As President Donald Trump, top White House officials, and GOP leaders in Congress try to fuel more momentum for a GOP outline of major tax reform, lawmakers in the House and Senate will begin to take their first official legislative steps this week on the matter, though they may not be able to fulfill the desires of the Trump Administration for swift action on Capitol Hill.
Here’s a look at some of the hurdles – and the calendar – in the Congress.
1. GOP can’t just put a tax bill on the floor. Since the White House and Republicans want to use the process known as “budget reconciliation,” which does not allow a filibuster in the Senate, lawmakers must first approve a budget outline for 2018 to authorize that process. The House is expected to vote on that budget outline this week. The Senate Budget Committee unveiled its own ‘budget resolution” on Friday, and that panel plans to vote on the measure this week as well. Republicans could avoid this hurdle if they used regular order for a tax reform bill – that’s what happened in 1986 – when tax reform was a bipartisan effort. Remember, ‘budget reconciliation’ didn’t work for a GOP effort to overhaul the Obama health law. Could tax reform suffer the same fate?
2. The calendar for tax reform action. This reporter cringed earlier this year when the Secretary of Treasury said that Congress would approve tax reform by the August break. That sounded like talk from a legislative rookie, and it was. Last week, the President’s top economic adviser expressed the hope that the House would vote on tax reform in the month of October. That also might be a stretch. As mentioned above, Congress must first pass a budget resolution for 2018, and with both the House and Senate taking a week off from their work on Capitol Hill, finalizing the budget resolution in October, producing a bill from the Ways and Means Committee in the House, ironing out the massive amount of tax reform details, finding the votes, and getting that to the floor – all this month – seems unlikely.
3. Gucci Gulch is just awakening. Back in 1986, the area outside of the House Ways and Means Committee was dubbed “Gucci Gulch,” referring to all the well-heeled lobbyists who were trying to influence the details of the 1986 Tax Reform Act. GOP lawmakers eagerly tell me that this time will be different, that they will speed their plan through the Congress without it getting bogged down by lobbyists in a variety of industries. That would seem plausible if this were only a tax cut. But this is being sold right now as a giant reform of the tax code, which means getting rid of a lot of tax breaks – and many of those tax provisions go to big businesses, who don’t want to lose their edge. This is more complicated than health care reform.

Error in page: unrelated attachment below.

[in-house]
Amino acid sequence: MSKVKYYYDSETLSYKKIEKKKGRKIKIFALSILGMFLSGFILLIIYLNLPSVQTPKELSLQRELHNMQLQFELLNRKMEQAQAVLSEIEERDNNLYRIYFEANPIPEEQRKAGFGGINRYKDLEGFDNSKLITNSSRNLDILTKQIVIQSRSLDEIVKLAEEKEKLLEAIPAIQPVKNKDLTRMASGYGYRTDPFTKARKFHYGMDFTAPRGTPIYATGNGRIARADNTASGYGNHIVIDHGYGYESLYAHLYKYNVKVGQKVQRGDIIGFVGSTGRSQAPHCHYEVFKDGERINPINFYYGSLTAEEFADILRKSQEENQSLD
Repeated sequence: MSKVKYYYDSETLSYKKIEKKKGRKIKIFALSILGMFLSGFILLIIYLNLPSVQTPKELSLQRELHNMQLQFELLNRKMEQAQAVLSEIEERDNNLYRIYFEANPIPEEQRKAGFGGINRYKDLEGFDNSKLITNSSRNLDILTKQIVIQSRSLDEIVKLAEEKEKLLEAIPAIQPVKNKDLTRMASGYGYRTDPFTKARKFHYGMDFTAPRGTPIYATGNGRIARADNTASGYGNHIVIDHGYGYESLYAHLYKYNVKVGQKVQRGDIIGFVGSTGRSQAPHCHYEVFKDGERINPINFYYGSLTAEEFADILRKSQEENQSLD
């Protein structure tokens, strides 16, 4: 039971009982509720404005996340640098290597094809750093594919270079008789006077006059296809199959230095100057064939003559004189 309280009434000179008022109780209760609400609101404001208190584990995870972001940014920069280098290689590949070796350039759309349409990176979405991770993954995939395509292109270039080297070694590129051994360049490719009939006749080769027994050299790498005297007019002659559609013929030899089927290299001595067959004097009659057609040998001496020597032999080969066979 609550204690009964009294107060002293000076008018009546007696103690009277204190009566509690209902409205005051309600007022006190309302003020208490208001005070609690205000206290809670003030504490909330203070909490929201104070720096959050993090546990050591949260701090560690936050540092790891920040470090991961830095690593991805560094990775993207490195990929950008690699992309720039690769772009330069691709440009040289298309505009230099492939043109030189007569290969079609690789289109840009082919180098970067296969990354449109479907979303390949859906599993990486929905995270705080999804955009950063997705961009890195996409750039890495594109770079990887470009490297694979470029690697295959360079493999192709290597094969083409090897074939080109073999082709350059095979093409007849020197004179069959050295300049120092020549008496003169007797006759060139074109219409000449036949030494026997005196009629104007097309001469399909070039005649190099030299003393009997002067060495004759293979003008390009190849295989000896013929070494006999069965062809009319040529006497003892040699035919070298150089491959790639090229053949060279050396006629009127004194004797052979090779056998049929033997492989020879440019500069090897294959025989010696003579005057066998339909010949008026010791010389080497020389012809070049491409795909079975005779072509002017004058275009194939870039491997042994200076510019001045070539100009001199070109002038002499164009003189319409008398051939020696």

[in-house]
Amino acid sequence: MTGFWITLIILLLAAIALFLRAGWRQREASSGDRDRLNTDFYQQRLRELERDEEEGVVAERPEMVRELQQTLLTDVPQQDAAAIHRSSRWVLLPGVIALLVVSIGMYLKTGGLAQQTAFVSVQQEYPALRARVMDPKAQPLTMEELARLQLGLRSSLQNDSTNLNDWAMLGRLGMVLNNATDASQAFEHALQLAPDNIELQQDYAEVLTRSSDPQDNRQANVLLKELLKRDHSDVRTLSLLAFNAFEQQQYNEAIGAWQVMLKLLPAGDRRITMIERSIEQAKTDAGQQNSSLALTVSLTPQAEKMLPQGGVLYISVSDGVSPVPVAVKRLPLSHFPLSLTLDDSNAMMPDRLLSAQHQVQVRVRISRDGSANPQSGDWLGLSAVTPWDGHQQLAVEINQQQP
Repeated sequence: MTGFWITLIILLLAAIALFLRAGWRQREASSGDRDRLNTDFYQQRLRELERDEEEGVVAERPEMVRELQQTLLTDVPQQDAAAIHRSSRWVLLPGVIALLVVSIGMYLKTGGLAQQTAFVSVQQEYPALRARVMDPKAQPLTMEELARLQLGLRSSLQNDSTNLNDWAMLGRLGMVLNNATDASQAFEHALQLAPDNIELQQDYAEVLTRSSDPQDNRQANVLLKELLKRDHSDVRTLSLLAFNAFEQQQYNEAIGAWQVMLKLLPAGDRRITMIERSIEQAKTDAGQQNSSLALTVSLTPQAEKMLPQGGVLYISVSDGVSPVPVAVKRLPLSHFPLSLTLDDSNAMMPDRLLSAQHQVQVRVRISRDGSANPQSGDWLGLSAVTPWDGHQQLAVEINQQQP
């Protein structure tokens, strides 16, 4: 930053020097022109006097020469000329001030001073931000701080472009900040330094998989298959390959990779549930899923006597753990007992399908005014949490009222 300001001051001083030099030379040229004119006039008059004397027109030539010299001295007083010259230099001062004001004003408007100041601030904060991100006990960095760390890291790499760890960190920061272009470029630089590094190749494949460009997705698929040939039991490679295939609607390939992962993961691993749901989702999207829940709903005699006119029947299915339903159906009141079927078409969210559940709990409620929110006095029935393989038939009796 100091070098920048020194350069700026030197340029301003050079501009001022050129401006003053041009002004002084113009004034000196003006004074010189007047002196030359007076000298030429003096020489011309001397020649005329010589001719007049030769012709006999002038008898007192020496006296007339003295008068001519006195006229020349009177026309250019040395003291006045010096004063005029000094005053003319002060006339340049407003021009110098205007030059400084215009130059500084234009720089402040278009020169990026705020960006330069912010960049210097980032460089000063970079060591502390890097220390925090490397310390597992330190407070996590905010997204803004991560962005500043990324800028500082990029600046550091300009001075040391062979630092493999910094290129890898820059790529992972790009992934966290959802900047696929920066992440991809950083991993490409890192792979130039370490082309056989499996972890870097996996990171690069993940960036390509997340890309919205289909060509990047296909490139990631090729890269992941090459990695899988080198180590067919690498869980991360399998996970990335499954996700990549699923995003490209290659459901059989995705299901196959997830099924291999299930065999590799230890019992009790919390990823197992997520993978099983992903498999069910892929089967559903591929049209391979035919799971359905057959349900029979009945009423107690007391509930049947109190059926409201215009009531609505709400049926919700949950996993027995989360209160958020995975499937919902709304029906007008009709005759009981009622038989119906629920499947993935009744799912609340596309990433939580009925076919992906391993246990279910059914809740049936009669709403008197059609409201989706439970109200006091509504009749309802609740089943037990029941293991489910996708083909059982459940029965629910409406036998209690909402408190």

4. Outlines are one thing – details are another. Again, if you are just going to do a simple tax cut, then that does not involve that much change in the tax code (and that might still be an option for Republicans later this year). But if you are going to do full-fledged tax reform, there will be distinct winners and losers, as the Congress takes away certain tax breaks and loopholes. And don’t expect the losers to just stay quiet along the way. That’s why the exact details of a tax plan are so, so important – and we haven’t seen any of those. For example, doing away with the write off for state and local taxes is a big deal – and these type of examples will multiply dramatically, once we get an actual tax reform bill from Republicans.
5. What about the deficit? Usually, Republicans are all about the budget deficit, but when it comes to tax cuts, they have a different argument. But the tax issue will be important in the Senate, because if Republicans do use ‘budget reconciliation,’ then any tax plan must not raise the deficit in later years – or else, it can only be temporary, expiring after ten years. Remember, that was the dispute over the Bush tax cuts, the expiration of those led to the battle over the “fiscal cliff.” Yes, this is arcane. Yes, it involves the Byrd Rule in the Senate. But this is a big deal. The House budget resolution calls for a “deficit neutral” tax plan. The Senate tax plan would allow for the deficit to be increased by $1.5 trillion. We’ll see what happens.